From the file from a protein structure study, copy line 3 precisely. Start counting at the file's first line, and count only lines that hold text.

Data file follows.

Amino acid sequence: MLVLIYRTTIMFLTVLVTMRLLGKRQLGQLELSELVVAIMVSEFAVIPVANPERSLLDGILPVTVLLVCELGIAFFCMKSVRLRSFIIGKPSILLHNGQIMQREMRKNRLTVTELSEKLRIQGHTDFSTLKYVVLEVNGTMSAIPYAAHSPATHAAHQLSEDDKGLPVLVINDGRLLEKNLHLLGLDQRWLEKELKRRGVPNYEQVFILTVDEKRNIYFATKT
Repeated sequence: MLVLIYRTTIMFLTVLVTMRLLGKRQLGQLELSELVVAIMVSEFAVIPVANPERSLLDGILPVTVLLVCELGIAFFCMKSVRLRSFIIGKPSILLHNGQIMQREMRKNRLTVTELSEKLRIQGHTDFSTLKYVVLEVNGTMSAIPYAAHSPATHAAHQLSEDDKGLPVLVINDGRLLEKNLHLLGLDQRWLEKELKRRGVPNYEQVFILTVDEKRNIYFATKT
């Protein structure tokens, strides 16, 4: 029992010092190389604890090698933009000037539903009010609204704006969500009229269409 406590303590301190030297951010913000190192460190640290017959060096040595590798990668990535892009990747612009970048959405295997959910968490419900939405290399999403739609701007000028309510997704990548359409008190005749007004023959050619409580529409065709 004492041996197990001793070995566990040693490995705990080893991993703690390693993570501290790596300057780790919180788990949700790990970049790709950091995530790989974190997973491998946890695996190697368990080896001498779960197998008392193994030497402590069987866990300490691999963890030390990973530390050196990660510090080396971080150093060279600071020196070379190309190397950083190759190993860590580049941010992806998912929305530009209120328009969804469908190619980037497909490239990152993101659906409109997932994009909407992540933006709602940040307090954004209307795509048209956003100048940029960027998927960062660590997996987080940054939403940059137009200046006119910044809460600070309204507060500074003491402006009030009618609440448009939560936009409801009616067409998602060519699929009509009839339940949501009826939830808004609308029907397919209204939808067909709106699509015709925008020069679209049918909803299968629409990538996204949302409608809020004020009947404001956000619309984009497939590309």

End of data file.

């Protein structure tokens, strides 16, 4: 029992010092190389604890090698933009000037539903009010609204704006969500009229269409 406590303590301190030297951010913000190192460190640290017959060096040595590798990668990535892009990747612009970048959405295997959910968490419900939405290399999403739609701007000028309510997704990548359409008190005749007004023959050619409580529409065709 004492041996197990001793070995566990040693490995705990080893991993703690390693993570501290790596300057780790919180788990949700790990970049790709950091995530790989974190997973491998946890695996190697368990080896001498779960197998008392193994030497402590069987866990300490691999963890030390990973530390050196990660510090080396971080150093060279600071020196070379190309190397950083190759190993860590580049941010992806998912929305530009209120328009969804469908190619980037497909490239990152993101659906409109997932994009909407992540933006709602940040307090954004209307795509048209956003100048940029960027998927960062660590997996987080940054939403940059137009200046006119910044809460600070309204507060500074003491402006009030009618609440448009939560936009409801009616067409998602060519699929009509009839339940949501009826939830808004609308029907397919209204939808067909709106699509015709925008020069679209049918909803299968629409990538996204949302409608809020004020009947404001956000619309984009497939590309």